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Does Political Ambiguity Pay? Corporate Campaign Contributions and the Rewards to Legislator Reputation

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  • Randall S. Kroszner
  • Thomas Stratmann

Abstract

Do politicians tend to follow a strategy of ambiguity in their policy positions or a strategy of reputational development to reduce uncertainty about where they stand? Ambiguity could allow a legislator to avoid alienating constituents and to play rival interests off against each other to maximize campaign contributions. Alternatively, reputational clarity could help to reduce uncertainty about a candidate and lead to high campaign contributions from favored interests. We outline a theory that considers conditions under which a politician would and would not prefer reputational development and policy-stance clarity in the context of repeat dealing with special interests. Our proxy for reputational development is the percent of repeat givers to a legislator. Using data on corporate political action committee contributions (PACs) to members of the U.S. House during the seven electoral cycles from 1983/84 to 1995/96, we find that legislators do not appear to follow a strategy of ambiguity and that high reputational development is rewarded with high PAC contributions.

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Paper provided by National Bureau of Economic Research, Inc in its series NBER Working Papers with number 7475.

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Date of creation: Jan 2000
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Handle: RePEc:nbr:nberwo:7475

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  1. Kroszner, Randall S & Stratmann, Thomas, 1998. "Interest-Group Competition and the Organization of Congress: Theory and Evidence from Financial Services' Political Action Committees," American Economic Review, American Economic Association, American Economic Association, vol. 88(5), pages 1163-87, December.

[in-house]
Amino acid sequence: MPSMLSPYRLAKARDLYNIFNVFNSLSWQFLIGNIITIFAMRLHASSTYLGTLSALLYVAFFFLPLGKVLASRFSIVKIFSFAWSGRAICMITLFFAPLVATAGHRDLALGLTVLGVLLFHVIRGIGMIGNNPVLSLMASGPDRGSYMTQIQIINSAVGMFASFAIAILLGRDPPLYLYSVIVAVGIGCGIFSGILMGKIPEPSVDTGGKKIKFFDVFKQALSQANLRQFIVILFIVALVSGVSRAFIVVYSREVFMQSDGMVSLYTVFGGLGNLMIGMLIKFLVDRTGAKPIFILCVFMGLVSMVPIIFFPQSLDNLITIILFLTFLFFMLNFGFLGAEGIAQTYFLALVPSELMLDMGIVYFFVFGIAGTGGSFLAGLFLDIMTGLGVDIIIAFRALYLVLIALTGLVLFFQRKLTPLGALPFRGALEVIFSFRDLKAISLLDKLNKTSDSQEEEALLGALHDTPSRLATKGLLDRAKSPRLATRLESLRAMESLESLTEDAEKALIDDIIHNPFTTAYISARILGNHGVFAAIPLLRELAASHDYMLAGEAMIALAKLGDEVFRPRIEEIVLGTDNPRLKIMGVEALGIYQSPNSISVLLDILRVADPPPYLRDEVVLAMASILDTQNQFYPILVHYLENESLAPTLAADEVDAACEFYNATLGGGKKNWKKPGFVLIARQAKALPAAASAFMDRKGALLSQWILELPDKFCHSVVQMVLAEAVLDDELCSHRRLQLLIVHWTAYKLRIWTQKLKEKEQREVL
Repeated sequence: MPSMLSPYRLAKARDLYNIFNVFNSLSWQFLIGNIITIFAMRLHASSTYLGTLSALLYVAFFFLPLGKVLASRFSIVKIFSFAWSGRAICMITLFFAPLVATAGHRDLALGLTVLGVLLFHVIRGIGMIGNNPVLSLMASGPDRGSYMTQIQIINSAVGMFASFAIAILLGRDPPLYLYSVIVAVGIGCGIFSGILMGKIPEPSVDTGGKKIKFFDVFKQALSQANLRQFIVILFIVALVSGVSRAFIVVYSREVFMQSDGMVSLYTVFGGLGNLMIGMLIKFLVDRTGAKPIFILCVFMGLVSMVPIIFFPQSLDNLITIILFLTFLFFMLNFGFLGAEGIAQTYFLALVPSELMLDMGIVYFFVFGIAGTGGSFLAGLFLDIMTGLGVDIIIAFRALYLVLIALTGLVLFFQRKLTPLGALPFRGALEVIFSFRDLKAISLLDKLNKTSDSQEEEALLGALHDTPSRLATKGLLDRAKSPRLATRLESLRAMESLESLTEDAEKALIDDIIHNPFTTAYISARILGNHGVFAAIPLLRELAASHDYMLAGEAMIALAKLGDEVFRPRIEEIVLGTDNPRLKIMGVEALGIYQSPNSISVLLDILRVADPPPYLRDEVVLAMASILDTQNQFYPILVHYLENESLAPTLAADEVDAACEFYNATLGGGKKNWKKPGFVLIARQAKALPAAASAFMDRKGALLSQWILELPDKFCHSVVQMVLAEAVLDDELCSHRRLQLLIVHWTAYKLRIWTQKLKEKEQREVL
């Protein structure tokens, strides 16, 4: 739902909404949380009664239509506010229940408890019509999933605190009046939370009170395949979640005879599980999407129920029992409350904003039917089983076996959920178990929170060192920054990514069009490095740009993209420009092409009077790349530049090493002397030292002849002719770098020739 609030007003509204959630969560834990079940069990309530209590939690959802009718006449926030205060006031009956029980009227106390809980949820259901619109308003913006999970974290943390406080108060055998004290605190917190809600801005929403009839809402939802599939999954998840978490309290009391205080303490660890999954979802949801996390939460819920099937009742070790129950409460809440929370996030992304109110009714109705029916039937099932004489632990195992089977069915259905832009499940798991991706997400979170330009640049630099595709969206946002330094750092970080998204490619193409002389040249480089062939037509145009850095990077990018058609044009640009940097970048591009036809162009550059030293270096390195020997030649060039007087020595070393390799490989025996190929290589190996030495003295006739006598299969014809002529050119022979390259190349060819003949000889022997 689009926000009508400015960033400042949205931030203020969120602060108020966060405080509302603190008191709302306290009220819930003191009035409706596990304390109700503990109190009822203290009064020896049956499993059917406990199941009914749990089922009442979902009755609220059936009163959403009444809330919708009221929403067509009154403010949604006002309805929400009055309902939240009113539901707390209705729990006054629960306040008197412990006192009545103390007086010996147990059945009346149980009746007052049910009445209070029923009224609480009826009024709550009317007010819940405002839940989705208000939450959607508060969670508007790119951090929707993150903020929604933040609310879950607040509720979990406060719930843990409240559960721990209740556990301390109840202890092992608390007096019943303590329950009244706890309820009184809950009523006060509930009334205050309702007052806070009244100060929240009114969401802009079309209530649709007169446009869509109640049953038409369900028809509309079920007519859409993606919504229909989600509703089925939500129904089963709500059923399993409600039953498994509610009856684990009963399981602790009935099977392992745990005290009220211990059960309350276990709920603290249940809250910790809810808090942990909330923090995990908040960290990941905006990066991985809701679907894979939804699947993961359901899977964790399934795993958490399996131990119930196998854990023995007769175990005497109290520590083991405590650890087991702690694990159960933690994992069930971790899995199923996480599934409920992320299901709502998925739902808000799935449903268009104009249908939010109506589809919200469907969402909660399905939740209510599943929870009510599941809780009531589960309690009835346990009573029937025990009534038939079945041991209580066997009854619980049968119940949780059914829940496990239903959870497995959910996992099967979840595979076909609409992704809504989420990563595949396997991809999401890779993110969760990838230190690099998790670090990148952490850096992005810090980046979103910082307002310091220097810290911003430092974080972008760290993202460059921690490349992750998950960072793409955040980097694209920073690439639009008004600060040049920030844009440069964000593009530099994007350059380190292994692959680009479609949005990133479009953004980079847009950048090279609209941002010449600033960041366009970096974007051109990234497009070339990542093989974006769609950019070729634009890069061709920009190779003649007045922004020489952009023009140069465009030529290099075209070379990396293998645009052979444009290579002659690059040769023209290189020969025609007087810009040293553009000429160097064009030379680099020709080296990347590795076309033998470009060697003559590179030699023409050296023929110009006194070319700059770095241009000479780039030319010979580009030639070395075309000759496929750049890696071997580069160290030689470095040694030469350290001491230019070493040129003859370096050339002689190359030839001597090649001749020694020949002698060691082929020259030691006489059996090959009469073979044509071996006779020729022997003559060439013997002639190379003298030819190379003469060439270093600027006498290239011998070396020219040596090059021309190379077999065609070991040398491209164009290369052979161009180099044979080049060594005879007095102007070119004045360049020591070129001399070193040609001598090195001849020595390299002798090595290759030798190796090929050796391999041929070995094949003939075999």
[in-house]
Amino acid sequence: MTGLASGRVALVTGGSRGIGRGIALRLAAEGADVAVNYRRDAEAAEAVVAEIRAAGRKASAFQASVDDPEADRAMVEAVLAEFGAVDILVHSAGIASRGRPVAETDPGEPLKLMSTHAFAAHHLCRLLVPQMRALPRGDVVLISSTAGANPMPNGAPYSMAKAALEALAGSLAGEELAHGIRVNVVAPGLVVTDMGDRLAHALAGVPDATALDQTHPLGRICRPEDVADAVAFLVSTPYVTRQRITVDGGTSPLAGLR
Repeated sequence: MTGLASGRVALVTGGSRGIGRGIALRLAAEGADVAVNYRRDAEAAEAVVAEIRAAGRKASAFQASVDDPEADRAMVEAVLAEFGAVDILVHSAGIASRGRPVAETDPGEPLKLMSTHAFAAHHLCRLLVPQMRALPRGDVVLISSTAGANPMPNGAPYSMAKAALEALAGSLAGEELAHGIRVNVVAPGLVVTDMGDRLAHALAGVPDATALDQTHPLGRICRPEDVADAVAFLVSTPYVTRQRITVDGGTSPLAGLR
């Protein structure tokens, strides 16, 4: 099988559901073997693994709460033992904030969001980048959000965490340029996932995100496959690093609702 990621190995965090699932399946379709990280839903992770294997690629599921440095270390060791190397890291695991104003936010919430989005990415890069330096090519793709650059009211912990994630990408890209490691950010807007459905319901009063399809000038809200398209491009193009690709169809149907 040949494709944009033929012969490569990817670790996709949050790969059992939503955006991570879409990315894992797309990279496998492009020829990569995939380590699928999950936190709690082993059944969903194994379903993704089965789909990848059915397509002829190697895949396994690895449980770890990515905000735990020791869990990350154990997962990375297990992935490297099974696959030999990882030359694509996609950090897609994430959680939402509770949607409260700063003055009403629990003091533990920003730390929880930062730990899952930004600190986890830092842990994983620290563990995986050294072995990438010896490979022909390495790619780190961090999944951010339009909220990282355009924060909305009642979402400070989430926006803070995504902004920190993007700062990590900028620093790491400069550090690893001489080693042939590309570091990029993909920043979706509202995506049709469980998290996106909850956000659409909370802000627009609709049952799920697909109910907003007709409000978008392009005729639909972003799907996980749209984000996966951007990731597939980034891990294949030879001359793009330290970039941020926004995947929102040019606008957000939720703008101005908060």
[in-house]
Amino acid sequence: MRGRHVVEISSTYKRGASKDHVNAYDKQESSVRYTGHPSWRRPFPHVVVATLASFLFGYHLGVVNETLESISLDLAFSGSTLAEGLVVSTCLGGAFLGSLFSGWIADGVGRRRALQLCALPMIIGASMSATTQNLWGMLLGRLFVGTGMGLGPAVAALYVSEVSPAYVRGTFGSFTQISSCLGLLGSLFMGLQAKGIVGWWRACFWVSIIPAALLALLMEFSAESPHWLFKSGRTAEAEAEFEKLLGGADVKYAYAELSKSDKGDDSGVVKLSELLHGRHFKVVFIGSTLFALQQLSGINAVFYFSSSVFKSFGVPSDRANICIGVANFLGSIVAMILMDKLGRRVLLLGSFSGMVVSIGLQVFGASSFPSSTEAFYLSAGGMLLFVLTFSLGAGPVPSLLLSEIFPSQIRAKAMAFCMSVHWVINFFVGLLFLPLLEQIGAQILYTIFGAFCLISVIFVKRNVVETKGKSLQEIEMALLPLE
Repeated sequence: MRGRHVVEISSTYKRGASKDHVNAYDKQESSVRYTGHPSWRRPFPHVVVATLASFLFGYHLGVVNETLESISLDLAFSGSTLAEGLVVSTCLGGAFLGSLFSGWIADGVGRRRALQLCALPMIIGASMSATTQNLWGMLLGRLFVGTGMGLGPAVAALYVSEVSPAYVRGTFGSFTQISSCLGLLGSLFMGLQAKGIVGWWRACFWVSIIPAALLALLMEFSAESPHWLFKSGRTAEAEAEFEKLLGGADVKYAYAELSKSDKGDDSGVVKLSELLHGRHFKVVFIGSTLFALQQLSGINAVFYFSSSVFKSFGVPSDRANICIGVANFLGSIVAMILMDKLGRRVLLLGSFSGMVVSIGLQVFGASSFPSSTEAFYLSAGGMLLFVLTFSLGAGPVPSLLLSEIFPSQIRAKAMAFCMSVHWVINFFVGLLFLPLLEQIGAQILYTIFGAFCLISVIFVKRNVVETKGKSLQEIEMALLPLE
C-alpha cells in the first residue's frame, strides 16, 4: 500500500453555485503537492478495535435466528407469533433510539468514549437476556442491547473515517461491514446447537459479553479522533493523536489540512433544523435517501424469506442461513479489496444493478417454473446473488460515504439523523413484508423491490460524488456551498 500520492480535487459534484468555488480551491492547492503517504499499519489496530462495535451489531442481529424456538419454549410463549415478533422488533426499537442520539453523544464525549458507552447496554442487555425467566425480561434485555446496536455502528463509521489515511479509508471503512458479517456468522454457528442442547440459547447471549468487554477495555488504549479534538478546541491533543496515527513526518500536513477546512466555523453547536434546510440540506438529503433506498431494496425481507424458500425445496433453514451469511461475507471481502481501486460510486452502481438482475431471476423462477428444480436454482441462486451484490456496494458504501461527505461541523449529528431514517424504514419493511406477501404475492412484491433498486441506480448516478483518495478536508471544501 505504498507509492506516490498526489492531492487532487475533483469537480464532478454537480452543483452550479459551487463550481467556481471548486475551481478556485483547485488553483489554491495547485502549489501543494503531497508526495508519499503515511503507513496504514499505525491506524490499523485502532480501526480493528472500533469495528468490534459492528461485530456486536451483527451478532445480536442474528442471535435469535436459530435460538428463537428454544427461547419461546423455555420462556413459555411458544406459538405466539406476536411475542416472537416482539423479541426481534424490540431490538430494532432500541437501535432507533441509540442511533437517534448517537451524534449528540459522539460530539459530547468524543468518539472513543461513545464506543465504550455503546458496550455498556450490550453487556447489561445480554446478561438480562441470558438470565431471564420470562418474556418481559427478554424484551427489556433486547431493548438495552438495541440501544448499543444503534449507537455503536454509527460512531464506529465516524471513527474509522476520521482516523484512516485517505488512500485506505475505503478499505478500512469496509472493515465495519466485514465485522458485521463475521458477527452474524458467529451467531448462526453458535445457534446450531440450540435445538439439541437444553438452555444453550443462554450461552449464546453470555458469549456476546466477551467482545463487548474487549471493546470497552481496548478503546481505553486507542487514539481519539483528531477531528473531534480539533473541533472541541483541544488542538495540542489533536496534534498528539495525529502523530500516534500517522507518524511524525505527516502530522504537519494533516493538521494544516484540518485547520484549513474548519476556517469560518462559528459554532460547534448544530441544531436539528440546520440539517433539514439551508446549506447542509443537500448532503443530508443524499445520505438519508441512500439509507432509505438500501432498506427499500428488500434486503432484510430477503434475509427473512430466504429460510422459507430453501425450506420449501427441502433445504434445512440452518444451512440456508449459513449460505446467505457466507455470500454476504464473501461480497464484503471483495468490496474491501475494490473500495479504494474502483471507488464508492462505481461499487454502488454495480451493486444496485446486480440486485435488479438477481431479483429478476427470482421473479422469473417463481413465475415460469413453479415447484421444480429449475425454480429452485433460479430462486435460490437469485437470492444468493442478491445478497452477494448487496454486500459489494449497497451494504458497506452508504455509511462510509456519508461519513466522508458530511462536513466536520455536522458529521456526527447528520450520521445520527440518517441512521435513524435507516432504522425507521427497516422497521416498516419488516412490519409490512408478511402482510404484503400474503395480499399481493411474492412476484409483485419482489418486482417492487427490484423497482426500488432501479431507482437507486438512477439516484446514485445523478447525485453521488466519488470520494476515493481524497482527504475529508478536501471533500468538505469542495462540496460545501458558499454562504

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  12. Randall S. Kroszner, 1999. "Is the Financial System Politically Independent? Perspectives on the Political Economy of Banking and Financial Regulation," University of Chicago - George G. Stigler Center for Study of Economy and State, Chicago - Center for Study of Economy and State 151, Chicago - Center for Study of Economy and State.
  13. Stratmann, Thomas, 1998. "The Market for Congressional Votes: Is Timing of Contributions Everything?," Journal of Law and Economics, University of Chicago Press, University of Chicago Press, vol. 41(1), pages 85-113, April.
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  16. Randall S. Kroszner & Philip E. Strahan, 1999. "What Drives Deregulation? Economics And Politics Of The Relaxation Of Bank Branching Restrictions," The Quarterly Journal of Economics, MIT Press, MIT Press, vol. 114(4), pages 1437-1467, November.
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  21. Randall S. Kroszner, 1999. "Is the Financial System Politically Independent? Perspectives on the Political Economy of Banking and Financial Regulation," CRSP working papers 492, Center for Research in Security Prices, Graduate School of Business, University of Chicago.
  22. Shapiro, Carl, 1983. "Premiums for High Quality Products as Returns to Reputations," The Quarterly Journal of Economics, MIT Press, MIT Press, vol. 98(4), pages 659-79, November.
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Cited by:
  1. Randall S. Kroszner & Philip E. Strahan, 2000. "Obstacles to Optimal Policy: The Interplay of Politics and Economics in Shaping Bank Supervision and Regulation Reforms," CRSP working papers 512, Center for Research in Security Prices, Graduate School of Business, University of Chicago.
  2. Dalton Conley & Brian J. McCabe, 2008. "Bribery or Just Desserts? Evidence on the Influence of Congressional Voting Patterns on PAC Contributions from Exogenous Variation in the Sex Mix of Legislator Offspring," NBER Working Papers 13945, National Bureau of Economic Research, Inc.
  3. Randall S. Kroszner, 2000. "The economics and politics of financial modernization," Economic Policy Review, Federal Reserve Bank of New York, Federal Reserve Bank of New York, issue Oct, pages 25-37.
  4. Adam Meirowitz, 2005. "Keeping the other candidate guessing: Electoral competition when preferences are private information," Public Choice, Springer, Springer, vol. 122(3), pages 299-318, March.

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